Wall Street paid to put the Tea Party in Congress, but it looks like now they'd like to return it.
Friday night on All In with Chris Hayes: Wall Street paid to put the Tea Party in Congress, but now they’d like to return it. Ted Cruz and his fellow Tea Party leaders drove the movement to let the government shut down and are threatening a default when the U.S. hits its debt ceiling later this month. Tea Party favorite Rep. Steve King of Iowa even argued Thursday that the possibility of default is not a big deal. “We have plenty of money coming in to service the debt,” he told CNN. Thanks to the Tea Party wing, the Republican Party is no longer catering to the business world – and Wall Street isn’t happy. Robert Costa, Washington, D.C. Editor for the National Review, and Tim Carney, Senior Political Columnist at the Washington Examiner, will join Chris to talk about the shutdown and the shift in the GOP’s relationship with business.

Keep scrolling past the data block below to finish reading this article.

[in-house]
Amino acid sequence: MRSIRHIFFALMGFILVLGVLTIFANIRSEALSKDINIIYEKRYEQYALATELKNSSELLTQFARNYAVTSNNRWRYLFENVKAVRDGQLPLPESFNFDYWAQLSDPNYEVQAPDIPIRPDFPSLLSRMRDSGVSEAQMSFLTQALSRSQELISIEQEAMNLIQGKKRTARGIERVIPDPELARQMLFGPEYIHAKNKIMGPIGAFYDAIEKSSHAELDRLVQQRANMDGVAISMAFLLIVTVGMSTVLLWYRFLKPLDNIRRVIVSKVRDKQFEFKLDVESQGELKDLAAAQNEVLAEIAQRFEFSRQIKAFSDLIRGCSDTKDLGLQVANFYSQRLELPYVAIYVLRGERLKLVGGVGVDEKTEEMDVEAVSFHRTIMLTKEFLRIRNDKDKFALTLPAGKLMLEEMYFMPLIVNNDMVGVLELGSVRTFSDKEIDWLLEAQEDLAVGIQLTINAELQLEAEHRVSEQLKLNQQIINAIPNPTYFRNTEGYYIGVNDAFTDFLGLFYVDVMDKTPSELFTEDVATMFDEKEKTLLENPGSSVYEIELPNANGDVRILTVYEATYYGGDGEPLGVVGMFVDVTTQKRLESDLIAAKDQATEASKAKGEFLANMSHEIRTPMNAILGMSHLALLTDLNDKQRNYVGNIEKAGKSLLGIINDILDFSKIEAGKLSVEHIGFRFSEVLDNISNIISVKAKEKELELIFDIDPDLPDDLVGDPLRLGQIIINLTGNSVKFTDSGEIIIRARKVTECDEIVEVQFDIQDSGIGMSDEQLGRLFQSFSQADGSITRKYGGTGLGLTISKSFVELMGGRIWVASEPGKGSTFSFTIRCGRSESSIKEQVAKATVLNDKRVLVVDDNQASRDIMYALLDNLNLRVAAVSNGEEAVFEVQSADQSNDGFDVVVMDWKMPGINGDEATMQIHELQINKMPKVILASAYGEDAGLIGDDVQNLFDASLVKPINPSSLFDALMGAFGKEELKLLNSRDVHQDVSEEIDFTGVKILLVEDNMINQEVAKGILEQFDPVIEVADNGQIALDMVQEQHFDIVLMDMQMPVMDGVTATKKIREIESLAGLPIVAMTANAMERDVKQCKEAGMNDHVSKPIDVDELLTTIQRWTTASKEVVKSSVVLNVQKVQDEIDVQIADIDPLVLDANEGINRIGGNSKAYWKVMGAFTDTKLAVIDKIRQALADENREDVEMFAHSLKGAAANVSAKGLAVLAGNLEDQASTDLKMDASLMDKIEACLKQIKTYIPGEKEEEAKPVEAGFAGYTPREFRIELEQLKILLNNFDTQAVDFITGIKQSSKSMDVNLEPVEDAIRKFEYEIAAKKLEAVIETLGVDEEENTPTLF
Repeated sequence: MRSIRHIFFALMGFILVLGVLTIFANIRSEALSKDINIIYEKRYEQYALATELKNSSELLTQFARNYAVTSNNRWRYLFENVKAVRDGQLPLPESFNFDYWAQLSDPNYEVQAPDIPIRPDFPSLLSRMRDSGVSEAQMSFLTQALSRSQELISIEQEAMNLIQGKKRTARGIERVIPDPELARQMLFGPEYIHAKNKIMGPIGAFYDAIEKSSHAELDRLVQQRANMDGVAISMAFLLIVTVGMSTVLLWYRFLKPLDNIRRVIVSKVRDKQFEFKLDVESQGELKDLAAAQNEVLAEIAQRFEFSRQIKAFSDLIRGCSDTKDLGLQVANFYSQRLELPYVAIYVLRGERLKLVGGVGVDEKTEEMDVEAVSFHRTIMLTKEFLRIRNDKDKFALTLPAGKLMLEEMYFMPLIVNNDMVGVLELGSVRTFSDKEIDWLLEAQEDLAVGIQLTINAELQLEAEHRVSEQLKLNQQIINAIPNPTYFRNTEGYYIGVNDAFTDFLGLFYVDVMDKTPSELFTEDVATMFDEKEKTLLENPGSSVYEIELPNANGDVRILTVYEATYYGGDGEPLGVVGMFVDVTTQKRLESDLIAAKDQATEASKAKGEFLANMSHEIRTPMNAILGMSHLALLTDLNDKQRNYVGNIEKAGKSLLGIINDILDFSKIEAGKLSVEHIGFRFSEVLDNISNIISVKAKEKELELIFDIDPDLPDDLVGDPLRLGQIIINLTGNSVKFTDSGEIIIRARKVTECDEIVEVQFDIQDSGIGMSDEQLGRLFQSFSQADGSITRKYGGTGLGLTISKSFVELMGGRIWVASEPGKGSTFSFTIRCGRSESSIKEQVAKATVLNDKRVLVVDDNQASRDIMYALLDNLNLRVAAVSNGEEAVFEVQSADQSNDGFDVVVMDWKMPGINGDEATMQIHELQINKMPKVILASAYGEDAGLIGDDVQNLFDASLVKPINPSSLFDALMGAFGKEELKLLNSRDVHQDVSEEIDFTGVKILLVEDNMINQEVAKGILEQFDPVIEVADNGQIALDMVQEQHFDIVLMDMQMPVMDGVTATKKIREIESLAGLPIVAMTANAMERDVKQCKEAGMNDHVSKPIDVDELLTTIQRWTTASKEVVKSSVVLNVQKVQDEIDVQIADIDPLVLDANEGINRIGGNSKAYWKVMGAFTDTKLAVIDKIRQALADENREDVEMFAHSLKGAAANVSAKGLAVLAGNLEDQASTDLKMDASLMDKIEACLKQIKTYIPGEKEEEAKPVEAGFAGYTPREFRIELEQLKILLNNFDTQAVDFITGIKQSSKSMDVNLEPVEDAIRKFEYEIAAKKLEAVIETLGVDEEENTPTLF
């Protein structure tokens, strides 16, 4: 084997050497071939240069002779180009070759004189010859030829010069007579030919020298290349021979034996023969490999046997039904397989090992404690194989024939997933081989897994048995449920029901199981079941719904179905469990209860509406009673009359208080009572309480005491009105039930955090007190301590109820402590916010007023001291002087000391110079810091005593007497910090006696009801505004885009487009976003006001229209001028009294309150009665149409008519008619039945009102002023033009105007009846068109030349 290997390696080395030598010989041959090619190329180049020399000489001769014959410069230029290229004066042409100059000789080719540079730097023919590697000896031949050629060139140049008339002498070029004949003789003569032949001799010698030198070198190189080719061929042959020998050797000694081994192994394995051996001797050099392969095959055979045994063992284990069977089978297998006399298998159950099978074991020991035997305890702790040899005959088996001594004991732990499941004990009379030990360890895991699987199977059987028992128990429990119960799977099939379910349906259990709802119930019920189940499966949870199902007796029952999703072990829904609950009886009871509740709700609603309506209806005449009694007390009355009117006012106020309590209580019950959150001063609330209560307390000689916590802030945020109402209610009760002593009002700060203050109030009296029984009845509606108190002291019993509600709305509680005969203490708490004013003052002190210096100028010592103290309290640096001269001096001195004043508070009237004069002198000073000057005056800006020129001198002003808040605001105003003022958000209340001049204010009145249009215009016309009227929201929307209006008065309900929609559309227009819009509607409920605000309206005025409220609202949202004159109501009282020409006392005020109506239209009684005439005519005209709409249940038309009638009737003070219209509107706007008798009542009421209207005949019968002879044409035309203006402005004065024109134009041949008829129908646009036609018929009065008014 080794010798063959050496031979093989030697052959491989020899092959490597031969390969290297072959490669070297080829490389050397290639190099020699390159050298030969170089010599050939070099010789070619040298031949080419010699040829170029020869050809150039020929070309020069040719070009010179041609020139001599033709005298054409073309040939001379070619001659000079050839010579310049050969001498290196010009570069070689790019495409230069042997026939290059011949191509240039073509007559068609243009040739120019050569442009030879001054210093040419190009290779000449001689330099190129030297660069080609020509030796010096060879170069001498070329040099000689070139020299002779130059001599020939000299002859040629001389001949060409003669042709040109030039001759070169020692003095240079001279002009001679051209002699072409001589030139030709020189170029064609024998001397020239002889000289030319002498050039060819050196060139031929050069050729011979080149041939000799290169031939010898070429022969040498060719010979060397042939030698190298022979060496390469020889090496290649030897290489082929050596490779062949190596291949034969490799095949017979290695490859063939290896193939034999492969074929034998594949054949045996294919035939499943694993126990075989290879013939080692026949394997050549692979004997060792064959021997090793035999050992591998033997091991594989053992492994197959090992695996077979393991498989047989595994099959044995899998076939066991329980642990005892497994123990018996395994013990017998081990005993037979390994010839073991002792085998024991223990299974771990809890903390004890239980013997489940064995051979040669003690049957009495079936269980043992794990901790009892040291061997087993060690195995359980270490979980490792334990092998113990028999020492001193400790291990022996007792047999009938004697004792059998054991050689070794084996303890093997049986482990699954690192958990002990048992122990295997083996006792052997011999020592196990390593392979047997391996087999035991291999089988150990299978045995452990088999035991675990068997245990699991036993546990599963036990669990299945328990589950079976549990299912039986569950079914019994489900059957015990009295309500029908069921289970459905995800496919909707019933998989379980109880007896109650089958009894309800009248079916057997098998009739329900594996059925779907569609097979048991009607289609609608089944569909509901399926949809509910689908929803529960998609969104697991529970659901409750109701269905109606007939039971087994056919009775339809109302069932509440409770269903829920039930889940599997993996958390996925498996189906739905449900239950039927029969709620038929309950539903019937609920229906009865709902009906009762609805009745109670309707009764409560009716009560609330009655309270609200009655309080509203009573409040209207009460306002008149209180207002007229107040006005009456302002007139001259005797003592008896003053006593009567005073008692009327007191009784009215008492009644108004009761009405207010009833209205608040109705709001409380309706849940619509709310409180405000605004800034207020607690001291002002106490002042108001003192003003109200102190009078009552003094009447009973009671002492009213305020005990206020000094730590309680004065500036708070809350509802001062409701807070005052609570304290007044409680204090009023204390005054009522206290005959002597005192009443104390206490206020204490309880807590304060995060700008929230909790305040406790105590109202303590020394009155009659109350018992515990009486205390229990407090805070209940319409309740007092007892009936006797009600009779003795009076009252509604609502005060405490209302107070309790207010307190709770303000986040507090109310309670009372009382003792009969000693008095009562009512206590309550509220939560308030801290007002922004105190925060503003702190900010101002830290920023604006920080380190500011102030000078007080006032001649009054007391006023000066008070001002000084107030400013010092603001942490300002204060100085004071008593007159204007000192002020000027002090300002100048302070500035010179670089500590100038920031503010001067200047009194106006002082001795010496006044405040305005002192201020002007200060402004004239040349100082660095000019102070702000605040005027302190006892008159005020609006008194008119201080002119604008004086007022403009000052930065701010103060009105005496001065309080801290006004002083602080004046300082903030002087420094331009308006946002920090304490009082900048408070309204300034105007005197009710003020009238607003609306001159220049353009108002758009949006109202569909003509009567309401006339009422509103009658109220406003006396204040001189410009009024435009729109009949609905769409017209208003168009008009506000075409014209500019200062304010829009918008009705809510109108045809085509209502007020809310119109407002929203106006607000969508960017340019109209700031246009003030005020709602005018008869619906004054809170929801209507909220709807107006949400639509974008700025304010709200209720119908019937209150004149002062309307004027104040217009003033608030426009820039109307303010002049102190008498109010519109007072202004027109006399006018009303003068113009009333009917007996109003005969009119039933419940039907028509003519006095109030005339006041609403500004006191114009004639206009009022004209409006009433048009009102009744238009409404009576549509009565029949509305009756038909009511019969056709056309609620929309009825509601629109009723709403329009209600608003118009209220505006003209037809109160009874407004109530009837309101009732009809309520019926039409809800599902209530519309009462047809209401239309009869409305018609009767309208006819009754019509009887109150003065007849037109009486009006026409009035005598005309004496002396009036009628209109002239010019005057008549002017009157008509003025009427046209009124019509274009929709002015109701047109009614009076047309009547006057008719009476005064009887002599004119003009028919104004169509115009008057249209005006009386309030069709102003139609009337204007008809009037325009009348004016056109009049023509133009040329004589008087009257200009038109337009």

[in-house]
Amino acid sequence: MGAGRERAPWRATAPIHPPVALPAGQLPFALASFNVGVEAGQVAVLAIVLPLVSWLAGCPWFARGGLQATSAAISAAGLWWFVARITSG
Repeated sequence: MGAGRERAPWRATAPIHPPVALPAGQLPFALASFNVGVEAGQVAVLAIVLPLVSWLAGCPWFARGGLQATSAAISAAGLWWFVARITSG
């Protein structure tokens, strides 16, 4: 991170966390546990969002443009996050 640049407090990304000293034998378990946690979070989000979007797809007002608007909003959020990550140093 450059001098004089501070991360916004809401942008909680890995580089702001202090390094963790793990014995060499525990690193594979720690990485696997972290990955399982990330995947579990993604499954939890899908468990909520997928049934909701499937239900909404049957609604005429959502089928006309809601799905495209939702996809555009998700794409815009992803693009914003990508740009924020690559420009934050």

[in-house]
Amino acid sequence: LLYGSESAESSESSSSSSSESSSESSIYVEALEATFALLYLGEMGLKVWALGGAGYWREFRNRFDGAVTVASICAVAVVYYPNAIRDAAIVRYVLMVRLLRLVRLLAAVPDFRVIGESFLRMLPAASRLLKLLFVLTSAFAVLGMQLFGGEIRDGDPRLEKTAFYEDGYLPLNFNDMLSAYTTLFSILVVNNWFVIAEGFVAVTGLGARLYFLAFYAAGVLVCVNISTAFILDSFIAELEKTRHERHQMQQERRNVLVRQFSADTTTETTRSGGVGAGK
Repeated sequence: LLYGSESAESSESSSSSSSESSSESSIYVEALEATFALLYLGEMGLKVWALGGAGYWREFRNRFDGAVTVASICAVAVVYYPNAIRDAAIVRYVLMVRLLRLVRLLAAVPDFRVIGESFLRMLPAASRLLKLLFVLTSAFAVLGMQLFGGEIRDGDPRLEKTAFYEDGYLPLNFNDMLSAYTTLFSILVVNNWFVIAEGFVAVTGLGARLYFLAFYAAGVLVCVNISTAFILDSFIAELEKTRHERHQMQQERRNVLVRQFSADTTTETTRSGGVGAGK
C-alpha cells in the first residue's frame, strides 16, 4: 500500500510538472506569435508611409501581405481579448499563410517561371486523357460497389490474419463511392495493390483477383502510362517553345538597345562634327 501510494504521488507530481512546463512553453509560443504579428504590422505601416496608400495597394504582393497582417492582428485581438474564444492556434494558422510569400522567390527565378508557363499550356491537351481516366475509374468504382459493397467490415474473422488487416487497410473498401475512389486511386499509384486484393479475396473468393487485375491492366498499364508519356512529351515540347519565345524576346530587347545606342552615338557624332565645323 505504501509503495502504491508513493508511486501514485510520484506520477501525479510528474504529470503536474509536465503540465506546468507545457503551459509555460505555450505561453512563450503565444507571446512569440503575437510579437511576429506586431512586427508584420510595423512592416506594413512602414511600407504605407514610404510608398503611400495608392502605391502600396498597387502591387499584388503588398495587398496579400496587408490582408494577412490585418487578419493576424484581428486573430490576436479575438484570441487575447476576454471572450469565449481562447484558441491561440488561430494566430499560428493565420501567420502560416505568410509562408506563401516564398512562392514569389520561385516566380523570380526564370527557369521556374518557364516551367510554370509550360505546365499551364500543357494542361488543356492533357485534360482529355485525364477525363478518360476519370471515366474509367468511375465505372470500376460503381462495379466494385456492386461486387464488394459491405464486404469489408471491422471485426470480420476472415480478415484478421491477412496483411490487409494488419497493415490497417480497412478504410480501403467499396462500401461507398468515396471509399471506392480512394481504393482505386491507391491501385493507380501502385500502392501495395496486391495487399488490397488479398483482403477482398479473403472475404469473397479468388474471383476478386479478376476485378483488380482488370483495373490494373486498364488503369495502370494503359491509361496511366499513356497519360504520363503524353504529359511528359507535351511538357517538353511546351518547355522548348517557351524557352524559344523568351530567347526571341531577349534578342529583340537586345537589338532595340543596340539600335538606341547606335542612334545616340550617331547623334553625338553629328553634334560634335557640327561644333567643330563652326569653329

Chris Hayes will also talk with Dr. Kavita Patel, Managing Director for Clinical Transformation and Delivery at the Engelberg Center for Health Care Reform, about just how bad the Obamacare online rollout has been this week. Chris will explain how the GOP has actually shot itself in the foot by shutting the government down over Obamacare, since that story has squashed the news about Obamacare glitches.
Later, Chris will discuss why Wendy Davis, who announced Thursday she is running for Governor of Texas, could save Obamacare. Ta-Nehisi Coates, Senior Editor at The Atlantic, will join the table to talk about Davis’s plan to expand Medicaid in the state with the most uninsured people in the country.
Plus: Is the shutdown racist? Josh Barro, Politics Editor at Business Insider, will join Chris Hayes to discuss whether the fight to do away with Obamacare is actually racial backlash.
All In will end the week with a discussion about reforming education with Diane Ravitch, former Assistant Secretary of Education under President George H. W. Bush.
Tune in at 8pm ET on MSNBC.